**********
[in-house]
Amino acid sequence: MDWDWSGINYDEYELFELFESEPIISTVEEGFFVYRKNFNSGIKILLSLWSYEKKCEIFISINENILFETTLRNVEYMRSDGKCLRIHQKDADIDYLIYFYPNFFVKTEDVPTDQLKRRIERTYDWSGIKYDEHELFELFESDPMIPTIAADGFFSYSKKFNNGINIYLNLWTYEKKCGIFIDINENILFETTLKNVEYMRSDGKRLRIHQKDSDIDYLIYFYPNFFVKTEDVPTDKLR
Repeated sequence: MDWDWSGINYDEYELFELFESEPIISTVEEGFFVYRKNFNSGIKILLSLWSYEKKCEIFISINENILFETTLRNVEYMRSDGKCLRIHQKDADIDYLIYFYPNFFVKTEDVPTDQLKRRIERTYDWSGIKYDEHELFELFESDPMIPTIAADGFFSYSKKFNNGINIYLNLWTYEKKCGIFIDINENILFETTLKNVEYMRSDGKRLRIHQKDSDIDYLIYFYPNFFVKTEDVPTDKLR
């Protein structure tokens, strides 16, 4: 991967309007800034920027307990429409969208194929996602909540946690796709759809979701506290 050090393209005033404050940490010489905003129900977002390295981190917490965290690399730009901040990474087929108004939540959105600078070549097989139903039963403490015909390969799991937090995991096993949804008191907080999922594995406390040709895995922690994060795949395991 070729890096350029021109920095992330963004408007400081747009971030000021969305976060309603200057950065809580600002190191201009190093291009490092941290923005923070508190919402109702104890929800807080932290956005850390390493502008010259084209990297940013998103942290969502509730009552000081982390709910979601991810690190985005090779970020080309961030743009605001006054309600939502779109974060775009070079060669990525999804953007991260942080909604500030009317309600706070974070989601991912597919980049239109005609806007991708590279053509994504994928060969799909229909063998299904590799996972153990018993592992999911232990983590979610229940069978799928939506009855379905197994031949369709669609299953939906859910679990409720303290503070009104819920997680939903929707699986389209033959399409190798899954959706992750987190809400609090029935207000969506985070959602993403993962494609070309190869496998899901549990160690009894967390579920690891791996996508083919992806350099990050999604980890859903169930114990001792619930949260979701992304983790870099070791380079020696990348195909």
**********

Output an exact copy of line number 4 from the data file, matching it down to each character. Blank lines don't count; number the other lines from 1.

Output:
């Protein structure tokens, strides 16, 4: 991967309007800034920027307990429409969208194929996602909540946690796709759809979701506290 050090393209005033404050940490010489905003129900977002390295981190917490965290690399730009901040990474087929108004939540959105600078070549097989139903039963403490015909390969799991937090995991096993949804008191907080999922594995406390040709895995922690994060795949395991 070729890096350029021109920095992330963004408007400081747009971030000021969305976060309603200057950065809580600002190191201009190093291009490092941290923005923070508190919402109702104890929800807080932290956005850390390493502008010259084209990297940013998103942290969502509730009552000081982390709910979601991810690190985005090779970020080309961030743009605001006054309600939502779109974060775009070079060669990525999804953007991260942080909604500030009317309600706070974070989601991912597919980049239109005609806007991708590279053509994504994928060969799909229909063998299904590799996972153990018993592992999911232990983590979610229940069978799928939506009855379905197994031949369709669609299953939906859910679990409720303290503070009104819920997680939903929707699986389209033959399409190798899954959706992750987190809400609090029935207000969506985070959602993403993962494609070309190869496998899901549990160690009894967390579920690891791996996508083919992806350099990050999604980890859903169930114990001792619930949260979701992304983790870099070791380079020696990348195909």